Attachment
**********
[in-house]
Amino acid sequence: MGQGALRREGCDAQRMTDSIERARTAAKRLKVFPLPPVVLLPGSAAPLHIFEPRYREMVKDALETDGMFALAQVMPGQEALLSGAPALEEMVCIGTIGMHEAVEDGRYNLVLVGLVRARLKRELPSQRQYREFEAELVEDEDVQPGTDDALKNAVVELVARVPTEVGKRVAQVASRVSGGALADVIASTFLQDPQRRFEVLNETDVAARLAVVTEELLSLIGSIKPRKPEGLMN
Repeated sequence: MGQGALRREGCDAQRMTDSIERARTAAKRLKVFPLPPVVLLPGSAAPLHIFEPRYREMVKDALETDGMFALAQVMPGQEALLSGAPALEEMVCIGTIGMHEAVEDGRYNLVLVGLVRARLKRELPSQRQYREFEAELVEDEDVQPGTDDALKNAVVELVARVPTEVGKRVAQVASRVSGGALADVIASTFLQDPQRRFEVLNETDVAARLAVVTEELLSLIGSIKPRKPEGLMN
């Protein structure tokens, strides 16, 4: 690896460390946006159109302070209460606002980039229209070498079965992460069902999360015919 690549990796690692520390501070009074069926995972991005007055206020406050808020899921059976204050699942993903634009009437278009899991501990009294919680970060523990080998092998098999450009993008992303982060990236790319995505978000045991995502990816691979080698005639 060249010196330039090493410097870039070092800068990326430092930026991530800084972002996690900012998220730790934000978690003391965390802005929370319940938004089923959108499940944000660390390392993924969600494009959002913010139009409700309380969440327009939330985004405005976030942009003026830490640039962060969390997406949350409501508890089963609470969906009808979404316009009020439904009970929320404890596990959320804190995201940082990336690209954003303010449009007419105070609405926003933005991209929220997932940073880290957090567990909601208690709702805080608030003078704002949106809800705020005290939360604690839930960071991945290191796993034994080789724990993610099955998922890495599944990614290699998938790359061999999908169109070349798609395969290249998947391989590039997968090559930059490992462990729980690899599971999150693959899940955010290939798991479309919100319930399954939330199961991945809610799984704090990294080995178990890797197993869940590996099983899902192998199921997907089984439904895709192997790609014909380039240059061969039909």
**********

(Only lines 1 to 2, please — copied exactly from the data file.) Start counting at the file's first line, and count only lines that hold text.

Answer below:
[in-house]
Amino acid sequence: MGQGALRREGCDAQRMTDSIERARTAAKRLKVFPLPPVVLLPGSAAPLHIFEPRYREMVKDALETDGMFALAQVMPGQEALLSGAPALEEMVCIGTIGMHEAVEDGRYNLVLVGLVRARLKRELPSQRQYREFEAELVEDEDVQPGTDDALKNAVVELVARVPTEVGKRVAQVASRVSGGALADVIASTFLQDPQRRFEVLNETDVAARLAVVTEELLSLIGSIKPRKPEGLMN